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Cord around the neck? - Page 2

post #21 of 51
DD's cord was wrapped around her neck (twice I think?) but t was easily unwrapped while I rested a bit between birthing her head and the rest of her body.

I remember reading one UC birth story where the baby's cord was wrapped tightly and keeping the baby from descending as it normally would, but in the end mama let the baby guide himself out and he did a little flip as he moved from the vagina (I believe that's how it went). The only adverse affects that I remember reading about was that the babe needed an adjustment from the chiropractor.

The only problem that comes to mind with the cord is prolapse (when the cord comes before the baby, and can cut off the oxygen supply).
post #22 of 51
Originally Posted by TechnoGranola
Okay, I know this is a dumb question, but if the head is out, why wouldn't the baby have oxygen? Can't the baby begin to breathe the oustide air?

ETA: Okay, I thought about and think I answered my own question! I am guessing the baby's head is out, but since the cord is around its neck, it can't breathe the outside air because the cord is choking it. Thus, NOT cutting the cord should ensure the babe gets oxygen from the cord. Am I correct here?
I am hoping a midwife comes in here with the correct answer, but I am assuming babies can't breath until they are out ebcause they cannot inflate their lungs while they are still in the vag. canal. Way too much squeezing pressure for them to fight against. this is just a guess, though.
post #23 of 51
My dd had her cord around her neck twice and shoulders once. She was born at home with no problems. LONG labor (31 hours) LONG pushing stage (~6 hours) but everything was fine because no one messed with anything. Her water didn't break until moments before she was born so she had a nice cushion the whole time.

post #24 of 51
ds's cord was wrapped 3 times around his neck- fairly loosely as he had a really long cord. No problems- his apgars were 9/10. I think most of the time the midwife or the mother herself can easily just unwrap it, but sometimes it needs to be cut before the baby can be born (if it's wrapped extremely tight around the neck or the cord is very short- which is rare)
post #25 of 51
OMG- I just wrote this long post and dd erased it all!
She had a tight cord around her neck that we did not catch until I brought her up- she was born in water. I had a midwife. Dh got the cord off cause midwifes hands were wet. She had a low apgar at 1 minute and a 8 apgar at 5 minutes. She is FINE.
I think cutting the cord is not a good idea- at all that is the babies oxygen supply- and as long as the cord is attatched she/he is getting vital oxygen.
I also think taking the baby away from the mom is a HUGE mistake in these circumstances. DD being white and quite unresponsive nursed right away-....
I think that made a HUGE difference.

I can go into more detail for you if you wish- if you are planning a homebirth.
I also suggest you read Birhthing From Within along with the birth stories on here.
Midwifes are REALLY trained for these circumstances. I knew she would probally have a cord from MW's last fetal monitoring.... I heard a hiccup in her heartrate. I do not think a cord is a reason to decide a hospital birth.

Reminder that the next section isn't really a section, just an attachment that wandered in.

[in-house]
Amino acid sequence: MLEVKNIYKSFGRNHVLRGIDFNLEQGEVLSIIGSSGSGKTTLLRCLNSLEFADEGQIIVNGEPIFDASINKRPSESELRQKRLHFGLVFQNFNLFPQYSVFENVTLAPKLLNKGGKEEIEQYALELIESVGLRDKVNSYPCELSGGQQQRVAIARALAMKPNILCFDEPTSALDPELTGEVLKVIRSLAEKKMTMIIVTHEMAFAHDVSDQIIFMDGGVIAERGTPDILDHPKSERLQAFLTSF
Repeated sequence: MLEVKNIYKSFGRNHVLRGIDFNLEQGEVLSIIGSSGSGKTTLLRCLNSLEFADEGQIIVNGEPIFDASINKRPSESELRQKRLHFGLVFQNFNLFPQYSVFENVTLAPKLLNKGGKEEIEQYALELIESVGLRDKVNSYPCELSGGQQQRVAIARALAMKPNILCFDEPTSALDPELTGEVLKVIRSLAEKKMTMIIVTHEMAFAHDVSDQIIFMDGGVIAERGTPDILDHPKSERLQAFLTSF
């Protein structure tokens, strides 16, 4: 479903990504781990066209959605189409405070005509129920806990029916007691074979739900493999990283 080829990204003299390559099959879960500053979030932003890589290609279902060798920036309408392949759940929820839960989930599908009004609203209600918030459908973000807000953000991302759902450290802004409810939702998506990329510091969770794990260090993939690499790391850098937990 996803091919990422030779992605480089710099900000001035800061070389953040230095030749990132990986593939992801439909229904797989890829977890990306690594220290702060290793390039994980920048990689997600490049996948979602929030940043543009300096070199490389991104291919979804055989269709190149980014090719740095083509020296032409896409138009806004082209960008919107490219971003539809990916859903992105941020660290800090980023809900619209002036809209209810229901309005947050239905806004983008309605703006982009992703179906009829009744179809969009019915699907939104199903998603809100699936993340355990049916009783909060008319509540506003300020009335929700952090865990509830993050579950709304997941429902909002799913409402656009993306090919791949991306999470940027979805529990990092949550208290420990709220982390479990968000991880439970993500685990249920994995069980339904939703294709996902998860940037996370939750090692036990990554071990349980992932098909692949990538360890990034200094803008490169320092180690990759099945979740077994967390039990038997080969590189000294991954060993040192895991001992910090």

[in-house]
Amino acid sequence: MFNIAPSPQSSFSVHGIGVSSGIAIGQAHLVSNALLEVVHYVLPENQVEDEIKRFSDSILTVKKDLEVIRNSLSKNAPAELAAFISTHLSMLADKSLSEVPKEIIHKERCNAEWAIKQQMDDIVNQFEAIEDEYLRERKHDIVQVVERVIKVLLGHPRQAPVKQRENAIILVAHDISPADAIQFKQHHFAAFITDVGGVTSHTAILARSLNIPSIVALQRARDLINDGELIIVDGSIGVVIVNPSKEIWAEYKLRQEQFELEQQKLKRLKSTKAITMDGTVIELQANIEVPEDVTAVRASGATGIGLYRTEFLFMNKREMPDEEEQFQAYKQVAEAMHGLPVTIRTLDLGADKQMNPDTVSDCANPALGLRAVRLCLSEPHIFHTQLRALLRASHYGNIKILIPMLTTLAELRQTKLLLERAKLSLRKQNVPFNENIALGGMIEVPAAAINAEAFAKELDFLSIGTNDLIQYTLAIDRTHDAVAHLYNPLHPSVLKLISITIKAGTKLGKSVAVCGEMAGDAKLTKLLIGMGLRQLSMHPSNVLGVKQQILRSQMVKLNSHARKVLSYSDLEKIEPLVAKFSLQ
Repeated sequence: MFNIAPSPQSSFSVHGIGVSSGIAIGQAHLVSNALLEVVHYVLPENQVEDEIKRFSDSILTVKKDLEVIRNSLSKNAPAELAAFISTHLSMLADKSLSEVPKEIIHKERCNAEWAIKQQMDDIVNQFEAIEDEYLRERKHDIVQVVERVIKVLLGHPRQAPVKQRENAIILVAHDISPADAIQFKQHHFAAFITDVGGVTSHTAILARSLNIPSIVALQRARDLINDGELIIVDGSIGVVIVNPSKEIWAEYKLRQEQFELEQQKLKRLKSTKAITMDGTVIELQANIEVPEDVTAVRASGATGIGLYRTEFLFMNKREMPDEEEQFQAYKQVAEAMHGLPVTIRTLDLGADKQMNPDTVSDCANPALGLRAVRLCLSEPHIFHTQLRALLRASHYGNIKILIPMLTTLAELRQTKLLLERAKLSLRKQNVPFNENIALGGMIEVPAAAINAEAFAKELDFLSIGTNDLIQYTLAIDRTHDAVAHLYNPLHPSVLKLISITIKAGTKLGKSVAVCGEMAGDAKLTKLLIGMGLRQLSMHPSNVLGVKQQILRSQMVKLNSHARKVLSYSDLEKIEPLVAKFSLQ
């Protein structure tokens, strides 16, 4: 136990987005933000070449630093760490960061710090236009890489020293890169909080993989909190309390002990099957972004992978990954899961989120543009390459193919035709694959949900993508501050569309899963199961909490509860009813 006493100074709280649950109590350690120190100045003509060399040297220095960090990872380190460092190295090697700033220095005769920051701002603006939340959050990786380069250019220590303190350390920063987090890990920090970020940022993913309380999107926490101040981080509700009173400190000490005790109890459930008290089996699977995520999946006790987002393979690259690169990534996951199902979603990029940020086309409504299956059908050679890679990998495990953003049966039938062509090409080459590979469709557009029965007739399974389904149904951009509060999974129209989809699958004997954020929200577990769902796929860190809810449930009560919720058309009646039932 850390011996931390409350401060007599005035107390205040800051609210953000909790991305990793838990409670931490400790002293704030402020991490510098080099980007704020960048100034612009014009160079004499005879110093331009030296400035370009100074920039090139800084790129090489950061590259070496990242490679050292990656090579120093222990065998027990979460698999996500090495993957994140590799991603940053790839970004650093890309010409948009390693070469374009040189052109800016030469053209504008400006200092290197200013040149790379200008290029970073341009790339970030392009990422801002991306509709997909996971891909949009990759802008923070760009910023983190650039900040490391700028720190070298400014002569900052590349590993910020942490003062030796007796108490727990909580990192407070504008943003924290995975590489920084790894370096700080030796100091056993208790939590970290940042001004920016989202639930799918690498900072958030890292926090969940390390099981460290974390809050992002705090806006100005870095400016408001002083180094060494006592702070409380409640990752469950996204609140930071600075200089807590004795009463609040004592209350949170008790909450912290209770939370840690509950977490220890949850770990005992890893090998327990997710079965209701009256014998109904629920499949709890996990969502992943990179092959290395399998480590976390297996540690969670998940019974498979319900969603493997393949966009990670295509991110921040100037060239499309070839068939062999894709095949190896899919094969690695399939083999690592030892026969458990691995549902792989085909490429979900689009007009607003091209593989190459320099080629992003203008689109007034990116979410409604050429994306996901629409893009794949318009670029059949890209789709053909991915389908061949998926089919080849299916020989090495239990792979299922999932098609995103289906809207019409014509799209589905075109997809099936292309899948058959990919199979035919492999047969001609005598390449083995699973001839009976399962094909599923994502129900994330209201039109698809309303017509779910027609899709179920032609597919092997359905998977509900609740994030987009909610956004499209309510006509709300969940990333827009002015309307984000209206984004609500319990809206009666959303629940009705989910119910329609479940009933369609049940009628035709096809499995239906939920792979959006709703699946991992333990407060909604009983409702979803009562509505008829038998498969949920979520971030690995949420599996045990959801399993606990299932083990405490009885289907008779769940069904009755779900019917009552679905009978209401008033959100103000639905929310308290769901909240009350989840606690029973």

post #26 of 51
Just thought I'd share. Luke was born in hospital vaginally and it's a miracle he's alive and totally undamaged. I now believe I could have had him at home too, probably, except there might not have been as many hands there to help.

What happened: once I pushed his head out, it became evident that he had major cording around his neck. 6 loops, in fact, drawn very tight. I pushed his shoulders out and was asked not to push anymore (easy because all that was left was body). They cut and clamped 4 times, all while two of the nurses held him just so that the blood wouldn't run back out of him via the cord, since we couldn't get his whole body out. Not enough cord. It was also under his neck twice.
Once he was untangled and free, we discovered there were also two knots in the cord. One was pulled tight. We think that's why he was small and skinny.

Anyways, the moral of the story is: what happened to him is incredibly rare. The crazy thing is, I had stress test after stress test with him because I was way over, and an ultrasound 2 days before he was born, and no knowledge this was happening. He had to have been like that for months. Every now and then on the stress test his heartrate would drop a bit, but never below 90. They said to me that they thought he might be putting a little pressure on his cord. I think they suspected a nuchal cord, but didn't tell me. And they didn't do a section! If we would have known I know I would definitely have opted for one, because he was on the razor's edge of survival in there. My water even broke before labor started, so no cushion or anything. He did need a chiropractic adjustment.
However, we made it vaginally. So, no, it isn't always necessary! The thing is, there's no way to know. U/s can't see a cord, apparently. I don't know if those 3-D ones are able to show you one. The only way to know, in my experience, is by the heart rate dropping. If it doesn't, no one knows.